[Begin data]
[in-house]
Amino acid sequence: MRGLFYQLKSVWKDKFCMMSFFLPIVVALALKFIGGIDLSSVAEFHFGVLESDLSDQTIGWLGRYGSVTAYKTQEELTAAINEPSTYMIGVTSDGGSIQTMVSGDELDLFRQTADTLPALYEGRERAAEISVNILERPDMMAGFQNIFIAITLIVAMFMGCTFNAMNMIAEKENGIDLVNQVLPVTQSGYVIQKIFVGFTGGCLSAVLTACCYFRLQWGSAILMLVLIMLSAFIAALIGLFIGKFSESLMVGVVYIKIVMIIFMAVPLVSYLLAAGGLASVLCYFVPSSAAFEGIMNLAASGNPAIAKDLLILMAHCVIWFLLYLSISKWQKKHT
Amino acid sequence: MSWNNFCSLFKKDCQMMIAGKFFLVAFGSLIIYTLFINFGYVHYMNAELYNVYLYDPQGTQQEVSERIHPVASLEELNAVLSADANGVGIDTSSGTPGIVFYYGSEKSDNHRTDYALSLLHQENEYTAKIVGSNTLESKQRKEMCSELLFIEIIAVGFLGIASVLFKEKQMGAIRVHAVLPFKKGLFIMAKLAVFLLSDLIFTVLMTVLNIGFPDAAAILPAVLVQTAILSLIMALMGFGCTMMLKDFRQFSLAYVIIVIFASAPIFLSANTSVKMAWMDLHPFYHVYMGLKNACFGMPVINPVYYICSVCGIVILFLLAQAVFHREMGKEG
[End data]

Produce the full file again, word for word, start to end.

[in-house]
Amino acid sequence: MRGLFYQLKSVWKDKFCMMSFFLPIVVALALKFIGGIDLSSVAEFHFGVLESDLSDQTIGWLGRYGSVTAYKTQEELTAAINEPSTYMIGVTSDGGSIQTMVSGDELDLFRQTADTLPALYEGRERAAEISVNILERPDMMAGFQNIFIAITLIVAMFMGCTFNAMNMIAEKENGIDLVNQVLPVTQSGYVIQKIFVGFTGGCLSAVLTACCYFRLQWGSAILMLVLIMLSAFIAALIGLFIGKFSESLMVGVVYIKIVMIIFMAVPLVSYLLAAGGLASVLCYFVPSSAAFEGIMNLAASGNPAIAKDLLILMAHCVIWFLLYLSISKWQKKHT
Amino acid sequence: MSWNNFCSLFKKDCQMMIAGKFFLVAFGSLIIYTLFINFGYVHYMNAELYNVYLYDPQGTQQEVSERIHPVASLEELNAVLSADANGVGIDTSSGTPGIVFYYGSEKSDNHRTDYALSLLHQENEYTAKIVGSNTLESKQRKEMCSELLFIEIIAVGFLGIASVLFKEKQMGAIRVHAVLPFKKGLFIMAKLAVFLLSDLIFTVLMTVLNIGFPDAAAILPAVLVQTAILSLIMALMGFGCTMMLKDFRQFSLAYVIIVIFASAPIFLSANTSVKMAWMDLHPFYHVYMGLKNACFGMPVINPVYYICSVCGIVILFLLAQAVFHREMGKEG